Thank you for your depth of knowledge and eagerness to service "newbies" and seasoned investors, alike. 

Great question, Larry.  I told this story on numerous podcasts including the BiggerPockets Podcast #3, #76 & #152 plus many others listed on the media page of my website.  But I can save you hours and hours of listening by just summarizing here.

I started flipping houses, at first using seller financing, credit cards, credit lines, you name it.  After doing a few dozen flips with whatever money my 20-something-year-old self could scrape together, I leveraged that somewhat limited track record to raise a small fund from friends and colleagues.

Then I used the money from that small fund to grow my flipping business, and after having done a couple hundred flips I leveraged that track record to raise money from people that weren't friends and colleagues to grow the flipping business even more.  Then I started investing in small multifamily projects (my first one was a combination of a 1031 exchange and a seller-carryback) and leveraged that track record to start raising money to buy even larger multifamily properties.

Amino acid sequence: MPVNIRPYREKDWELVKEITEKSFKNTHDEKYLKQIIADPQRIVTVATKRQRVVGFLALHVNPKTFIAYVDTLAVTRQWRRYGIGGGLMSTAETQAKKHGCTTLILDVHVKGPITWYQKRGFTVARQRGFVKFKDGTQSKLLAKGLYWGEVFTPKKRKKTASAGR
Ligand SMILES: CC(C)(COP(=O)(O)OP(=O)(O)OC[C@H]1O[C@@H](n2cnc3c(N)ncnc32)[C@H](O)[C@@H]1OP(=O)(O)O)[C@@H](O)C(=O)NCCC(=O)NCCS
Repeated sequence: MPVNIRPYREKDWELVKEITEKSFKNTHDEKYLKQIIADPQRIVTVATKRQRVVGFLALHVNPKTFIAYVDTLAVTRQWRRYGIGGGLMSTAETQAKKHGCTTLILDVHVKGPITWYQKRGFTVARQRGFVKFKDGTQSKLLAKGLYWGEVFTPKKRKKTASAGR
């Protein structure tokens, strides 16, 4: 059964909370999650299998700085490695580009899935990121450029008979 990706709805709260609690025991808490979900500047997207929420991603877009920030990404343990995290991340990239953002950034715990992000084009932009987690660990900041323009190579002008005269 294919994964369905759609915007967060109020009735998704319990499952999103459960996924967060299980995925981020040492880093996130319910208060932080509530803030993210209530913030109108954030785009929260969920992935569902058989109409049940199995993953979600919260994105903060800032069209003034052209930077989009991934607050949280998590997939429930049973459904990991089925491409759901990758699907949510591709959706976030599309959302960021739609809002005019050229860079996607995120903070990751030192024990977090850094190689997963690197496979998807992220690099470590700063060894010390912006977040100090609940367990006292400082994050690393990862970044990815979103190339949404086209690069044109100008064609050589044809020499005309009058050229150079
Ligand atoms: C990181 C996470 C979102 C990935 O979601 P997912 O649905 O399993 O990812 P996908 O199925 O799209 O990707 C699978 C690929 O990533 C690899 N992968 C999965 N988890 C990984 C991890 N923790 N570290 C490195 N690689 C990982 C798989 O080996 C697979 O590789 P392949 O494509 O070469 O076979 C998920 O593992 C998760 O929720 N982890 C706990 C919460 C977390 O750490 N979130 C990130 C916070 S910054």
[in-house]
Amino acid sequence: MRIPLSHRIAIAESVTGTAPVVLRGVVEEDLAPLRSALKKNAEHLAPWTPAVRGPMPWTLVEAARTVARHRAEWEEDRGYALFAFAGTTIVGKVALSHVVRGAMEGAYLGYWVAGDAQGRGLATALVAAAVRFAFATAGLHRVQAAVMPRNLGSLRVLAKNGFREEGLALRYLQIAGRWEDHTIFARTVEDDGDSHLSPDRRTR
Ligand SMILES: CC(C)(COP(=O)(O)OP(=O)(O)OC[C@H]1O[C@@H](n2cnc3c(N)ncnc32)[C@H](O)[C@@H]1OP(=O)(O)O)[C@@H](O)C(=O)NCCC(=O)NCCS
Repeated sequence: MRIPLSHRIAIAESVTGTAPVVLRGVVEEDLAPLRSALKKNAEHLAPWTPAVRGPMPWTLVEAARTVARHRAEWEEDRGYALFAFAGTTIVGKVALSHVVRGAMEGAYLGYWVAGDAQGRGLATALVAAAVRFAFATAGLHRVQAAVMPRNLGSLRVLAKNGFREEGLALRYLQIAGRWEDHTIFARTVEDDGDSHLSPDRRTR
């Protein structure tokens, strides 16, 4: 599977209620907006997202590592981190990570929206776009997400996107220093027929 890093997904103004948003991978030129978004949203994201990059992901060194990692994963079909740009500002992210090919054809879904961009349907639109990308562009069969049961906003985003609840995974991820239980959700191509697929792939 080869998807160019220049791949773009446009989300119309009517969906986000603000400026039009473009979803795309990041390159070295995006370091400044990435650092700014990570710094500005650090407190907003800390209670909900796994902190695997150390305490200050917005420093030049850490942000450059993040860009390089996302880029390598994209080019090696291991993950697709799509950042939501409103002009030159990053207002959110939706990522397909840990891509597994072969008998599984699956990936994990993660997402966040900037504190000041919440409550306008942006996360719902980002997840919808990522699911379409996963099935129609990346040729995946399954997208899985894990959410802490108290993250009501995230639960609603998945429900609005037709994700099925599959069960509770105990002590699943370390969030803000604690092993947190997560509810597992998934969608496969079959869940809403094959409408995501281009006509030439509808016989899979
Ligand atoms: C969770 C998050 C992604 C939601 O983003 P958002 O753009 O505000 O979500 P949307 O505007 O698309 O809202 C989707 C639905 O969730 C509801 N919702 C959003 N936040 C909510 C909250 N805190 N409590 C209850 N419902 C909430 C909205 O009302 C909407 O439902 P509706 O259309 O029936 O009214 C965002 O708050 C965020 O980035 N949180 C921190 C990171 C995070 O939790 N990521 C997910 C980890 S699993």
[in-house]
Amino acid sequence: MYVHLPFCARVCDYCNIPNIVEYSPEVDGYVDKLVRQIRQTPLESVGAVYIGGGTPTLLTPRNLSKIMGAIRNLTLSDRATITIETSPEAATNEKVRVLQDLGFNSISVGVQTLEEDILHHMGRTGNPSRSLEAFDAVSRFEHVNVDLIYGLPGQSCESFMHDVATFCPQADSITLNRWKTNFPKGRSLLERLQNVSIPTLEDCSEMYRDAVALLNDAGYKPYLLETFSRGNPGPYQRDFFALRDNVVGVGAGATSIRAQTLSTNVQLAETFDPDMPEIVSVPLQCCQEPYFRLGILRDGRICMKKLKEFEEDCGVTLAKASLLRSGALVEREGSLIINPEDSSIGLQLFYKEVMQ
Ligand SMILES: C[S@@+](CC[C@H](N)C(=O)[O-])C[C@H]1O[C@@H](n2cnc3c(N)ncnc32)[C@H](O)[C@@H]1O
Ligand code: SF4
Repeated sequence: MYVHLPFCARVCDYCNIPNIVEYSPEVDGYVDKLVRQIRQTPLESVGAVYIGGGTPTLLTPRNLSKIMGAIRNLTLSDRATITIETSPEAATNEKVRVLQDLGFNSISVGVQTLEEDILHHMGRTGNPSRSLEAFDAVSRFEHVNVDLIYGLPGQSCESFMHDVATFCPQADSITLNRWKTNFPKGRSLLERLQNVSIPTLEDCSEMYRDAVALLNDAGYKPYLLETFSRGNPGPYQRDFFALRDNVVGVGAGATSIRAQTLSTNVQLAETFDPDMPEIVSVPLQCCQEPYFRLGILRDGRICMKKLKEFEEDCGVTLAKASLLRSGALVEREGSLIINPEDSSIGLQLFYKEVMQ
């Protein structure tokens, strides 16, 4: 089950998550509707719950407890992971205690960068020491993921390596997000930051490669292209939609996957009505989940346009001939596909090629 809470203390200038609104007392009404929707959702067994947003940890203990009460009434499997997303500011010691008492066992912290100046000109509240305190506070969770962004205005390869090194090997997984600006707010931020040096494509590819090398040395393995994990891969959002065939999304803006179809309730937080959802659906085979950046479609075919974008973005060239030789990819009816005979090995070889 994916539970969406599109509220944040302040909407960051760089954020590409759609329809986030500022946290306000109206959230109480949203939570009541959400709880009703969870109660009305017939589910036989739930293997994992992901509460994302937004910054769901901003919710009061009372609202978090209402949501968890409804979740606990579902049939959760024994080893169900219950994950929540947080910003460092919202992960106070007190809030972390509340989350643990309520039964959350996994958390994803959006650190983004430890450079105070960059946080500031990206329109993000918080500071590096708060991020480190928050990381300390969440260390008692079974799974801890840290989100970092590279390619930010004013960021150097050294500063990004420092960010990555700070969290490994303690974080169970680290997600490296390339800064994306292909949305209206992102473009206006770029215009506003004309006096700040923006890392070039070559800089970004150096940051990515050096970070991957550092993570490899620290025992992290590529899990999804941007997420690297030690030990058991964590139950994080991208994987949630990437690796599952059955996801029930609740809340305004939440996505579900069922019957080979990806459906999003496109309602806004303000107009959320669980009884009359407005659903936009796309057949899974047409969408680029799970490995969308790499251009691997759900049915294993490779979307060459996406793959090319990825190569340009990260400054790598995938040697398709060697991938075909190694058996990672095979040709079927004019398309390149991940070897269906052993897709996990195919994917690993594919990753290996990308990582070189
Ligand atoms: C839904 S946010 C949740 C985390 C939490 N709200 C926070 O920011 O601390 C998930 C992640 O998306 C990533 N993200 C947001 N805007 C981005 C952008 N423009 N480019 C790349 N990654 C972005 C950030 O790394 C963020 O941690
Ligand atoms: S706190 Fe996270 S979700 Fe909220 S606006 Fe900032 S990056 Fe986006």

My first fund was $500,000.  Fast forward to today and I've raised over $80 million.  But that "fast forward" is almost 30 years of organic growth.

You are right--you have to start somewhere.  But the mistake most make is they want to fast forward to the end game at the very beginning.  It doesn't work that way.  You could be a world hero and find the cure to cancer but when you were first born you couldn't even feed yourself--every one of us was just like that too.  You have to go through the steps and grow one step at a time. 

@Davit Gharibyan The feedback you received from @Brian Burke and others is invaluable. I will just add that you should also speak with other equity investors and ask about their experiences and lessons learned as to what they would do differently if they were starting out now.

Happy to share my experiences. If interested, feel free to PM.

Best of luck!